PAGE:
For every religion that is created by man, we have the true fact of God in human flesh who died on the cross for us; for every religion which teaches its adherents that ostracism, archaism, self-torture, extreme sectarianism, and insularity, is God’s chosen way of life for them, we have the only true God who tells us we are the light of the world and that we should live full lives and delight in His grace. When we juxtapose all of the world’s religions, we find much myth and much fact. It is our job to separate the two and show our family and friends what is ultimately real and what is misleading.
And it is here that I want to mention that these subliminal thoughts about mutually exclusive propositions, which I mentioned a moment ago, lead to another worldwide error of thinking, regarding other religions. Many people seem to think that there are a multitude of religions from which one has to make a choice, but if our decision making is in accordance with the underwritten rationality, there are, I would say, only two feasible choices - Christianity or Hinduism. Islam (along with its superfluous subsidiaries) is only the most propagated of the Christian heresies (of which there are many), and Buddhism (along with its many subsidiaries) is only the most propagated of the Hindu heresies or digressions (of which there are many). Authentic Paganism has long since ceased to exist. All that pertains to truth in Judaism, Greek Philosophy and Tribal beliefs, survives in Christianity.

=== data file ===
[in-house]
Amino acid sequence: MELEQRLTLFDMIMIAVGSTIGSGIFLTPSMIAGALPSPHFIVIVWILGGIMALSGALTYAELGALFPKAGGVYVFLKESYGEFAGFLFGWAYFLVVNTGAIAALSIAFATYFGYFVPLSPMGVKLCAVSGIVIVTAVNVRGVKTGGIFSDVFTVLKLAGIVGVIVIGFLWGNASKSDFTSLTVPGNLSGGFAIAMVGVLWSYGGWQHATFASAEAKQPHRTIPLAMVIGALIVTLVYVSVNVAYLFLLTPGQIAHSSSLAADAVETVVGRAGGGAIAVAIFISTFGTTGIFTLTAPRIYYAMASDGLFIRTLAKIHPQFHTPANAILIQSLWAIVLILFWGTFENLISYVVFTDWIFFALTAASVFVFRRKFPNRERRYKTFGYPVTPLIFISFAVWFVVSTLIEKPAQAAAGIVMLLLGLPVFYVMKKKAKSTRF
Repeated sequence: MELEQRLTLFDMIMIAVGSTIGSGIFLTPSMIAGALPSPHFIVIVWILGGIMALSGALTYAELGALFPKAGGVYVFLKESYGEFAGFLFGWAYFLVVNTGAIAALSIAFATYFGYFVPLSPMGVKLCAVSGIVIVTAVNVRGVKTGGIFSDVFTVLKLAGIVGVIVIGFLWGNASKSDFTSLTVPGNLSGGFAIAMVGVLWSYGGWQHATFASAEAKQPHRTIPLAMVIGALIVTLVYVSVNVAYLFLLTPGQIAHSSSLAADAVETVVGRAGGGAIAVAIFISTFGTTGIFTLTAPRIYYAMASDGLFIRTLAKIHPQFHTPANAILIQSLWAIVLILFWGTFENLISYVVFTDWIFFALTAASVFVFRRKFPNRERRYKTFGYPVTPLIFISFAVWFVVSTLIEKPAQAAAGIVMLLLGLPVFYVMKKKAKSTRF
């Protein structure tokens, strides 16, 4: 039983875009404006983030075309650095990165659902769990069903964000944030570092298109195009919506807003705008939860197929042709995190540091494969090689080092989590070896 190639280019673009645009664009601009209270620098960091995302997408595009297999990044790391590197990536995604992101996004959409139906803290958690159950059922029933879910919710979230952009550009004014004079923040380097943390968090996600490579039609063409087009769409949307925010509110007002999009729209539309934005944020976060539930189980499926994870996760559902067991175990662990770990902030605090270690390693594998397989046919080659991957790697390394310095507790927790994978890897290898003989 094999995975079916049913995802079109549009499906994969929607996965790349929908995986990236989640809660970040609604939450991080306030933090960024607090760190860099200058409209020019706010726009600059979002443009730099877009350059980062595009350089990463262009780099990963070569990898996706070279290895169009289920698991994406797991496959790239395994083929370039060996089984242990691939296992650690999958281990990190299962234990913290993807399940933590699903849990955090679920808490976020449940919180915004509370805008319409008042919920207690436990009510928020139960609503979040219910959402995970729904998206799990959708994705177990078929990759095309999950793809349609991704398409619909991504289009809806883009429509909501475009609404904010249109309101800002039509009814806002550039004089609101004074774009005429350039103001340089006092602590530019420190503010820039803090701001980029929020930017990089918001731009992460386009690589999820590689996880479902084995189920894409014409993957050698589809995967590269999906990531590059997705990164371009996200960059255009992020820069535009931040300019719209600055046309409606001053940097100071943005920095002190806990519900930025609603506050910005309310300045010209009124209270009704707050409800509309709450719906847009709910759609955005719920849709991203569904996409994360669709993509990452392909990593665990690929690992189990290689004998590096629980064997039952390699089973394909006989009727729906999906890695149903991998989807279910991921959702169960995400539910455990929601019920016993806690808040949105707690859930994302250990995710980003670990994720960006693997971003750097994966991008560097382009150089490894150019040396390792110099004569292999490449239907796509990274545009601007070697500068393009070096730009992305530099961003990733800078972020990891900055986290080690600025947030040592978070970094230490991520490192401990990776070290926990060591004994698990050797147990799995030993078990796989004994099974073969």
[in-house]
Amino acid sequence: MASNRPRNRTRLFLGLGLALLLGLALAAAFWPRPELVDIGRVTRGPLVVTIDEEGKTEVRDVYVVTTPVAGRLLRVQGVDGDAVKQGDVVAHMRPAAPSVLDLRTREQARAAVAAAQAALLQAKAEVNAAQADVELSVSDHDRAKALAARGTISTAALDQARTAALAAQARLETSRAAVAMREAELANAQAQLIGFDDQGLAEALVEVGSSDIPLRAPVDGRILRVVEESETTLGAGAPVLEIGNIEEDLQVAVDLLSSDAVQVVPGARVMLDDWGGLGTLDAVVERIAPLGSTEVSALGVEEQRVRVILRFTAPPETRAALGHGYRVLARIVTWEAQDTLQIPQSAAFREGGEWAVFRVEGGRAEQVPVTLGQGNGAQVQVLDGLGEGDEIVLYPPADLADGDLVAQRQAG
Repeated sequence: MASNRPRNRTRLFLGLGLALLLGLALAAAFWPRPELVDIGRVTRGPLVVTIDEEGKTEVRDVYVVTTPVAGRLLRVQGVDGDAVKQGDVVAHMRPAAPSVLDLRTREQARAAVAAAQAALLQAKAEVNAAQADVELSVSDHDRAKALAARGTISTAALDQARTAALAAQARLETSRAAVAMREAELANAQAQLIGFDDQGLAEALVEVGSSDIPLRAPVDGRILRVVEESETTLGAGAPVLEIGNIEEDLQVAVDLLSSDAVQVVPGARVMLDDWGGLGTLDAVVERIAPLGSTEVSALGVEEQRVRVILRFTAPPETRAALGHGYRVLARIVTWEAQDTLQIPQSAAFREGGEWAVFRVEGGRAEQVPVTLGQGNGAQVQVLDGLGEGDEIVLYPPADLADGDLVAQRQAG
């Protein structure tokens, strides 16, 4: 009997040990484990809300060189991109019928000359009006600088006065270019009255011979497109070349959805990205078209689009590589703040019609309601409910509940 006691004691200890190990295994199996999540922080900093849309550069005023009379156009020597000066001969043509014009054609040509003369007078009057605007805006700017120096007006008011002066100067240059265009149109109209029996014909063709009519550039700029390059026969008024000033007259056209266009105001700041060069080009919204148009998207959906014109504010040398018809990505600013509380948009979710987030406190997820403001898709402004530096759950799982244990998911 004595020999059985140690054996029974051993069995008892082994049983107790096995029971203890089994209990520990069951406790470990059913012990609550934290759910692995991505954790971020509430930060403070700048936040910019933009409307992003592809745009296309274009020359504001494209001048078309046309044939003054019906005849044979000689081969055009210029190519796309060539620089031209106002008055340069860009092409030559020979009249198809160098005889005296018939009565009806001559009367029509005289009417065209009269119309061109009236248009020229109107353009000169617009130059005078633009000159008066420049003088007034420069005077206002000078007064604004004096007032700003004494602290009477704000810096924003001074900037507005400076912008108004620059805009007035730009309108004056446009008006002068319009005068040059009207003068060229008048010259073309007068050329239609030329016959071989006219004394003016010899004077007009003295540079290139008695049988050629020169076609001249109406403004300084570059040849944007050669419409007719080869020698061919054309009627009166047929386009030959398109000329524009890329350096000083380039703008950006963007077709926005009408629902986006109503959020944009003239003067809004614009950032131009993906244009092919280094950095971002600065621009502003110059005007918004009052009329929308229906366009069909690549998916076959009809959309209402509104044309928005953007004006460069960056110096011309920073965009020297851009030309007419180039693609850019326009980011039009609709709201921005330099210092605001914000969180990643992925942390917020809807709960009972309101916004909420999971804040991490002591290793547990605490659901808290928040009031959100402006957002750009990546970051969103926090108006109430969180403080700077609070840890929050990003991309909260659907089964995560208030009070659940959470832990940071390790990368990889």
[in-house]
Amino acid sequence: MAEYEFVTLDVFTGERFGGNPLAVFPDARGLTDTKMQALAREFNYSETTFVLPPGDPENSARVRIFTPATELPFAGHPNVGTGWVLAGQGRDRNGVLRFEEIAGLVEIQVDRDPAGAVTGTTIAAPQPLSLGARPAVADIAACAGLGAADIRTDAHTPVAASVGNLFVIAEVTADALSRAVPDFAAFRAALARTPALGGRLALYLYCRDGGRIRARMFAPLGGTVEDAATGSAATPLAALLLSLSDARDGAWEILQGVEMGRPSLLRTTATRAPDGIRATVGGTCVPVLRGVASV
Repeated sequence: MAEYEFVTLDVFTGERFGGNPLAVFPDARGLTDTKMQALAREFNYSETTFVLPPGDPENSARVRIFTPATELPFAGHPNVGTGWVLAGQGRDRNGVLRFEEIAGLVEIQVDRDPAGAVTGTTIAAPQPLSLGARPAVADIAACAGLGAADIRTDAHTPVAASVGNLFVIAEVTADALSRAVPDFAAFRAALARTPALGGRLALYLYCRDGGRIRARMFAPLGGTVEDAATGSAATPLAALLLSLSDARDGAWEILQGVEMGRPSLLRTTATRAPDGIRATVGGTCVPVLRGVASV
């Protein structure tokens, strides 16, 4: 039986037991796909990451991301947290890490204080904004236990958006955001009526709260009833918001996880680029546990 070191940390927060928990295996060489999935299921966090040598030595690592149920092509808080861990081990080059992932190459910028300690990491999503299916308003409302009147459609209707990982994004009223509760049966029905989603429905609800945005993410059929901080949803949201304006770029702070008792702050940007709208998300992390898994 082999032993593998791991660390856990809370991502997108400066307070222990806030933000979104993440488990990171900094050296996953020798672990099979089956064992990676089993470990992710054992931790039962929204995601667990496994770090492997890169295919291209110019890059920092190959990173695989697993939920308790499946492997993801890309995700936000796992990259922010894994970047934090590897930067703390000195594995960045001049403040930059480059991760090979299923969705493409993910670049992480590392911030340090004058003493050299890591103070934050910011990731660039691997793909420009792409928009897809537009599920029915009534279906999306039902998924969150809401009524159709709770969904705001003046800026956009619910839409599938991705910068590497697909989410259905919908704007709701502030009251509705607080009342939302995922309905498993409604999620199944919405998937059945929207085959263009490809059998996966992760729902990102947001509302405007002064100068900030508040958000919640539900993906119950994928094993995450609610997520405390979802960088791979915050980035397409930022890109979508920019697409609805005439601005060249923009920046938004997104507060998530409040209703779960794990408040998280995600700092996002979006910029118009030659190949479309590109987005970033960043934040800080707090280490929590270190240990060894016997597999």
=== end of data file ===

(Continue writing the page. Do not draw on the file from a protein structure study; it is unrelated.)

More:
There are, in fact, only two which we need to consider - the rest are superfluous; traditional in many cases, but superfluous. We may think of belief systems as we do deodorants - we can separate them into perfumed and unperfumed. By perfumed, I mean those which have rituals, traditions and cultural attachments. Many of these are found in Africa, South America and in the least oppressive parts of Asia. By unperfumed I mean those which belong in the domain of moral analysis, philosophical analysis, and the universal search for truth and meaning. Now if one religion is going to claim itself to be the right one, it must be both perfumed and unperfumed; that is to say - the true God must have both the scented and the unscented; He must be accessible, His revelations must be explicable and receivable in the cognisance of everyone, irrespective of their background, their nationality, their status, their heredity, and their physical and mental abilities.